As hundreds of boaters get ready to head out into the water this weekend, first responders have a message to ensure everyone is safe: Use Common Sense.
"It's one of the things you should never leave home when you're going out on the boat," said Jorge Pino, spokesperson for the Florida Fish and Wildlife Conservation Commission.
Perhaps the most important moment to use common sense, authorities say, is when it's time head home. Officials want to avoid tragedies like the one that happened earlier this month involving a 23-year-old man who died trying to help push a boat off a sandbar.
"We recommend that you wait. Wait it out. Wait till the high tide comes and then you can move your vessel," said Pino.
Officials also warn operating a boat while intoxicated will not be tolerated.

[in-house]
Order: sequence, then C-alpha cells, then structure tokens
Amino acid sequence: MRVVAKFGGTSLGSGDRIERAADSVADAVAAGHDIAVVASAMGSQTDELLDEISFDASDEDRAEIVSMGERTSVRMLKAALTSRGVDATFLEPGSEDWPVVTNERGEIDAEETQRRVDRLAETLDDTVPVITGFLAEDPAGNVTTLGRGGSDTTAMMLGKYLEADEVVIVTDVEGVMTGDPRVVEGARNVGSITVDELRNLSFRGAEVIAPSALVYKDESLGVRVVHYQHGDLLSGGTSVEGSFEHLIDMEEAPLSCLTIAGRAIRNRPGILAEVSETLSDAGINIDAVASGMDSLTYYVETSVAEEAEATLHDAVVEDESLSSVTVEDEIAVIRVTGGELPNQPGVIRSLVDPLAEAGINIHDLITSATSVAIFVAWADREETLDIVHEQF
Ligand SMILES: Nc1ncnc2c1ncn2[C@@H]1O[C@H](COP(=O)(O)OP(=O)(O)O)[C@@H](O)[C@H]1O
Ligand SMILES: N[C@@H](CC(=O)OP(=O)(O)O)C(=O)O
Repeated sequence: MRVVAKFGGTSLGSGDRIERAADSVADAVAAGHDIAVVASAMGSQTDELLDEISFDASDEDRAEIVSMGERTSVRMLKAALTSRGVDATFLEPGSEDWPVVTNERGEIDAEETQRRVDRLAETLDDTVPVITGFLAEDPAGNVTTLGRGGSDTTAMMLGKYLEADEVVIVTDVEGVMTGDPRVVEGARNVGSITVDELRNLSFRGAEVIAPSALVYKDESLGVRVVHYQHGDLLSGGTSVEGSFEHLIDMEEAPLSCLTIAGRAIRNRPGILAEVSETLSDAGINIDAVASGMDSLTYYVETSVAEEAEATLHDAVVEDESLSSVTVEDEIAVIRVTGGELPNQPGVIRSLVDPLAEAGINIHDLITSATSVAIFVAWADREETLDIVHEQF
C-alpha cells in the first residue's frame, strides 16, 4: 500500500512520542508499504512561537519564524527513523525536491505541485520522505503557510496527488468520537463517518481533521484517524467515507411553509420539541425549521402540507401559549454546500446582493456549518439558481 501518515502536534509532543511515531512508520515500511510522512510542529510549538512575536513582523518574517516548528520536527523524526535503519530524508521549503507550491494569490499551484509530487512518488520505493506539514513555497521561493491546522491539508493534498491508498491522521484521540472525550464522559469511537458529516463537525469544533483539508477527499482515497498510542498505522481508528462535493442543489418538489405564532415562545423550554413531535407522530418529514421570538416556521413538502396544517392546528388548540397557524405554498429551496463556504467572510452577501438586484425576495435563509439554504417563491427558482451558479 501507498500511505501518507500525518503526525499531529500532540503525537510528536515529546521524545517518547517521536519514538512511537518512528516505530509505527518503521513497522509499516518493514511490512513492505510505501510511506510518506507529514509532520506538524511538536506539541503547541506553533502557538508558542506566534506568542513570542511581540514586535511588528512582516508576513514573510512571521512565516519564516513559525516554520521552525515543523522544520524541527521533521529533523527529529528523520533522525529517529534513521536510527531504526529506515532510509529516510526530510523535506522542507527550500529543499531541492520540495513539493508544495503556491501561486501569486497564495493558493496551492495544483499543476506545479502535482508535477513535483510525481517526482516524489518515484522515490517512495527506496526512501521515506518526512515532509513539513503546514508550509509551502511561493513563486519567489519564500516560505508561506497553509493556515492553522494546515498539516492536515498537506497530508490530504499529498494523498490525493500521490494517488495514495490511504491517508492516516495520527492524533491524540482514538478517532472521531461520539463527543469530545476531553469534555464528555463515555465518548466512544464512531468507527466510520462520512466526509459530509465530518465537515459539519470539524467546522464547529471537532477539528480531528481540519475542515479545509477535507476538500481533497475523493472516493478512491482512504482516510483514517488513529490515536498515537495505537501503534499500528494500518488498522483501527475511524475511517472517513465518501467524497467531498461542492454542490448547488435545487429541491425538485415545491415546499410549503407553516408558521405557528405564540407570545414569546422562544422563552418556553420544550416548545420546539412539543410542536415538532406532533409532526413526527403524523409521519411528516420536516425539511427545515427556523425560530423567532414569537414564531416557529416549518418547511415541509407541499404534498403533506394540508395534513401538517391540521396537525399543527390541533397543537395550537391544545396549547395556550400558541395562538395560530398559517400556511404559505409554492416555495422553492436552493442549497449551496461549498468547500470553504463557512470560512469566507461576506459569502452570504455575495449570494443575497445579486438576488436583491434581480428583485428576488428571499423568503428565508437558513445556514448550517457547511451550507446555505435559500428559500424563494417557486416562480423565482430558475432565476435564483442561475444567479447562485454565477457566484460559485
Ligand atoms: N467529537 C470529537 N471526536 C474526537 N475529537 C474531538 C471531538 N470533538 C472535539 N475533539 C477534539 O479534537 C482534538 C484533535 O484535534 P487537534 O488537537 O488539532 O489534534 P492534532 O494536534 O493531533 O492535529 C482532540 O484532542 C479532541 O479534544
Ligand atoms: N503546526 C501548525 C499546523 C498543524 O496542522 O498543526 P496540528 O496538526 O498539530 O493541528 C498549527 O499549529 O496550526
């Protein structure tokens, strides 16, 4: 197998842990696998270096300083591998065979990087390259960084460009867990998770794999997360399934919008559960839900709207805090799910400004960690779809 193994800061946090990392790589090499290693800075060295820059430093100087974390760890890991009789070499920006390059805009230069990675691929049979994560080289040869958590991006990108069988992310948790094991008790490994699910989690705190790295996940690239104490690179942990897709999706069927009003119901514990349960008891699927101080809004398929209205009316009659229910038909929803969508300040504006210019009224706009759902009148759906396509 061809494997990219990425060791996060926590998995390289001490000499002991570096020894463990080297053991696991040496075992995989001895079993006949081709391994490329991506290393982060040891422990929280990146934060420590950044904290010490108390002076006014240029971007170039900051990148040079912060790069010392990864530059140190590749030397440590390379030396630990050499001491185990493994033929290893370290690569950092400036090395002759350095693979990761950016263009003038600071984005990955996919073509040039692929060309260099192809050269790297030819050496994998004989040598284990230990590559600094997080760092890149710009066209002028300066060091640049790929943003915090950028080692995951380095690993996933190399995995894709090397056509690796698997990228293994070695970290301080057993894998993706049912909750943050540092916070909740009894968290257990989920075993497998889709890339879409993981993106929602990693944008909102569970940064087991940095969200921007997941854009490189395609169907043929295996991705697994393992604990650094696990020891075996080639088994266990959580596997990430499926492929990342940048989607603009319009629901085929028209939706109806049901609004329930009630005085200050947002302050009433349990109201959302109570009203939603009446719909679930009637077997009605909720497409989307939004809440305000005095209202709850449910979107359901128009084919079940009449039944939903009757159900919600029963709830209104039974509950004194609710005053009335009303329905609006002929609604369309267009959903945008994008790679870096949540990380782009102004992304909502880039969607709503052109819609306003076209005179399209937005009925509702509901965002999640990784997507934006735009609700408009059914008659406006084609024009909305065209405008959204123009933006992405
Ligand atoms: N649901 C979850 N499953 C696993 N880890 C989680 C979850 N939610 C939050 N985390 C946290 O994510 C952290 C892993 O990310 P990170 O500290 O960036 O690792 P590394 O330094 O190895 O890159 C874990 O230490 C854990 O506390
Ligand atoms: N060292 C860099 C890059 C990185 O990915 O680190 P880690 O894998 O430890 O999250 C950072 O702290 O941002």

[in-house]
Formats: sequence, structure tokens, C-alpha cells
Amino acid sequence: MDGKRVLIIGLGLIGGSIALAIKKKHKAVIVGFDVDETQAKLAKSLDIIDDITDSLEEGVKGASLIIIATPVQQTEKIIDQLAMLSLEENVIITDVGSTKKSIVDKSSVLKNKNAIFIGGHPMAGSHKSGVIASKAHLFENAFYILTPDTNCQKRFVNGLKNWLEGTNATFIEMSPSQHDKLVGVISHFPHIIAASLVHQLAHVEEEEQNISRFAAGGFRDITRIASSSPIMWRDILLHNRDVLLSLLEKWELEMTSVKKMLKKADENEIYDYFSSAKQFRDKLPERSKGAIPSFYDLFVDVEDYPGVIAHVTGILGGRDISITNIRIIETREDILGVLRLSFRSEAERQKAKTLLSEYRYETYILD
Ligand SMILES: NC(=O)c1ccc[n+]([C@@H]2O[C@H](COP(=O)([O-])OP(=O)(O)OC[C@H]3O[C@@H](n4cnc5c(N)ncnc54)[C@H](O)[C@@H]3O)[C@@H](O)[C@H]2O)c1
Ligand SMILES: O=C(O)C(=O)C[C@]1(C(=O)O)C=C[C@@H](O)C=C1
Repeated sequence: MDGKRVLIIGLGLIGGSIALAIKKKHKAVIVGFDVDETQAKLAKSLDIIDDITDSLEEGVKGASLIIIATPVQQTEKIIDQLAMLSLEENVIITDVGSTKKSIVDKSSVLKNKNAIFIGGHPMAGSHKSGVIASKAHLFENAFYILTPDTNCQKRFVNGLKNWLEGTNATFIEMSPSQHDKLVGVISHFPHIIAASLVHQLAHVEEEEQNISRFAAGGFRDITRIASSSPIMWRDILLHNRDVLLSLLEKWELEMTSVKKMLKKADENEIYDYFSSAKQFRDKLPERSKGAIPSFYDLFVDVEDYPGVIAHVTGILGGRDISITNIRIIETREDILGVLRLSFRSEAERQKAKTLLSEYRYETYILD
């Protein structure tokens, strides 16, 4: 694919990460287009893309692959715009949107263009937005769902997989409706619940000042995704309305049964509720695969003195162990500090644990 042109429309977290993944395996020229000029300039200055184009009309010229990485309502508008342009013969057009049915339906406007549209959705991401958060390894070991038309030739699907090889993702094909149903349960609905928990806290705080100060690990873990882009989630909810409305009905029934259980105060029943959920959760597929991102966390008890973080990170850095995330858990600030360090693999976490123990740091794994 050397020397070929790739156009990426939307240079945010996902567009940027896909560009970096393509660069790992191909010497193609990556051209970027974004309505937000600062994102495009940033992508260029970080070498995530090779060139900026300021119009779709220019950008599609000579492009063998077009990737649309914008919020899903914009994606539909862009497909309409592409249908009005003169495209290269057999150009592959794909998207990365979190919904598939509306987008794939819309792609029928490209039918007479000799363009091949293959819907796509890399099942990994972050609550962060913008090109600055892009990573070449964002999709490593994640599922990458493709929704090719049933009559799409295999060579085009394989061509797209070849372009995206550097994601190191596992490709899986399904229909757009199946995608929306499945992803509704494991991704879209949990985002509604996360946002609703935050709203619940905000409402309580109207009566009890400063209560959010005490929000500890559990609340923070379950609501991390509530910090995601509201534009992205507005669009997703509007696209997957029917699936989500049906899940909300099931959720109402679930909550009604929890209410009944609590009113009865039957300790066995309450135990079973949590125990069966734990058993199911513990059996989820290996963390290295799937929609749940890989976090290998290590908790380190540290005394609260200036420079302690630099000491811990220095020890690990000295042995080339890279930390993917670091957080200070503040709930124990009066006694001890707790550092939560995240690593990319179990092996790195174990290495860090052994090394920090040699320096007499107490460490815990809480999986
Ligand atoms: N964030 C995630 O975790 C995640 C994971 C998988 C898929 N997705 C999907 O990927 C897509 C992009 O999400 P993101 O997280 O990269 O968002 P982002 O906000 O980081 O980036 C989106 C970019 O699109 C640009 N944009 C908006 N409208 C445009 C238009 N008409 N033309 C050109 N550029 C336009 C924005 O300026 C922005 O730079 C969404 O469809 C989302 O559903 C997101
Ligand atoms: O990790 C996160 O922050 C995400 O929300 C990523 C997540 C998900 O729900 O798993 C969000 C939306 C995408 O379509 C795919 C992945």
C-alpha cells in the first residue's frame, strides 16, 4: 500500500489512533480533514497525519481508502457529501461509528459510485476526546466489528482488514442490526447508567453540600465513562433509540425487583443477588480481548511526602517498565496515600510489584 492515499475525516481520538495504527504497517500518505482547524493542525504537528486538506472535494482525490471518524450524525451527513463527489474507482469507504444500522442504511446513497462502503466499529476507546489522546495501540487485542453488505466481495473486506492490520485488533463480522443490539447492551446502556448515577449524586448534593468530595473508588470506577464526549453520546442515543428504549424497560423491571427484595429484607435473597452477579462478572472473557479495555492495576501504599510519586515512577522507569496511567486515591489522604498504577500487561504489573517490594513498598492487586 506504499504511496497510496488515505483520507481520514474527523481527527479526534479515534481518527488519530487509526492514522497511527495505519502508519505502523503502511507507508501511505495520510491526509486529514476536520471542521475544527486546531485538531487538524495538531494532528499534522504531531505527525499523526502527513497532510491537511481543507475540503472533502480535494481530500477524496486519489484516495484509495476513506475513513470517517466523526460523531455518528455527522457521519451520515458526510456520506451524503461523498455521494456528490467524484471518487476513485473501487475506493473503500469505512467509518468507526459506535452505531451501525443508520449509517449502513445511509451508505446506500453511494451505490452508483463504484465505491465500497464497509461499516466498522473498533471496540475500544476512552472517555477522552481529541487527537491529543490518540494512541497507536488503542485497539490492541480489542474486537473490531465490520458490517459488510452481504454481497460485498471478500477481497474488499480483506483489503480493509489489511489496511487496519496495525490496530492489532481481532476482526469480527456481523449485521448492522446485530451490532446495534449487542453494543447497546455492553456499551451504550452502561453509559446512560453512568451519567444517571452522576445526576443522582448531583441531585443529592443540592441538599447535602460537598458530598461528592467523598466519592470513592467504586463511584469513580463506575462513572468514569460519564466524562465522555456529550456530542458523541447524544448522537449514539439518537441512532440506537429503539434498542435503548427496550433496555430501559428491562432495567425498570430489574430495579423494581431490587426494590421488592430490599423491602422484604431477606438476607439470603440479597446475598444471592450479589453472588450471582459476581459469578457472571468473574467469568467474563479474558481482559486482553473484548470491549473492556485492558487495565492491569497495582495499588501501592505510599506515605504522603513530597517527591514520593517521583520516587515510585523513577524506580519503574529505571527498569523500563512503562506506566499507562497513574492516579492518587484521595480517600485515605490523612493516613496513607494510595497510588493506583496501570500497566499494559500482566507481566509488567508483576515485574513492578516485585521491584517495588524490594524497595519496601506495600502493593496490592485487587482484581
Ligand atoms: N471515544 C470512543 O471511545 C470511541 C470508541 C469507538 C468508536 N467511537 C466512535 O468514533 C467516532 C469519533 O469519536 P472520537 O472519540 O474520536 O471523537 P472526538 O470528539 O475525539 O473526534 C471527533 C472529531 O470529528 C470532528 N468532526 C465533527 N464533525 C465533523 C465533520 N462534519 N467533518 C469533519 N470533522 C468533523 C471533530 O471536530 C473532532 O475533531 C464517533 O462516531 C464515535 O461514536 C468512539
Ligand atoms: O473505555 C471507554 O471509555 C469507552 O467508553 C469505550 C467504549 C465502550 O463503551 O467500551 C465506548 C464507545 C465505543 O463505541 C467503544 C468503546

"If we catch you, we're going to arrest you and we will confiscate your vessel," said Pino.
Something else to remember: life jackets. The law requires each boat to have one life vest per passenger. Children 6 and under must wear a life jacket at all times.
"If [an adult] is not gunna wear one because [they] choose not to wear one have them readily accessible. The likelihood that you'll have time to reach for a life vest in a moment of stress is slim to none," said Pino.
In 2013, Coast Guard officials say nationwide the number of boating accidents decreased by 10 percent, but Florida still leads the way with the highest number of boating fatalities.
"Keep those fatalities out of the state of Florida. We'd like to remind you to please wear your safety gear. Ensure the safety equipment on your boat is properly function," said Lt. Mike Cortese with the U.S. Coast Guard.
Examples of safety equipment include a flare, fire extinguisher, and a sound producing device. It is also important to let someone know what your boating plans are in case of emergency.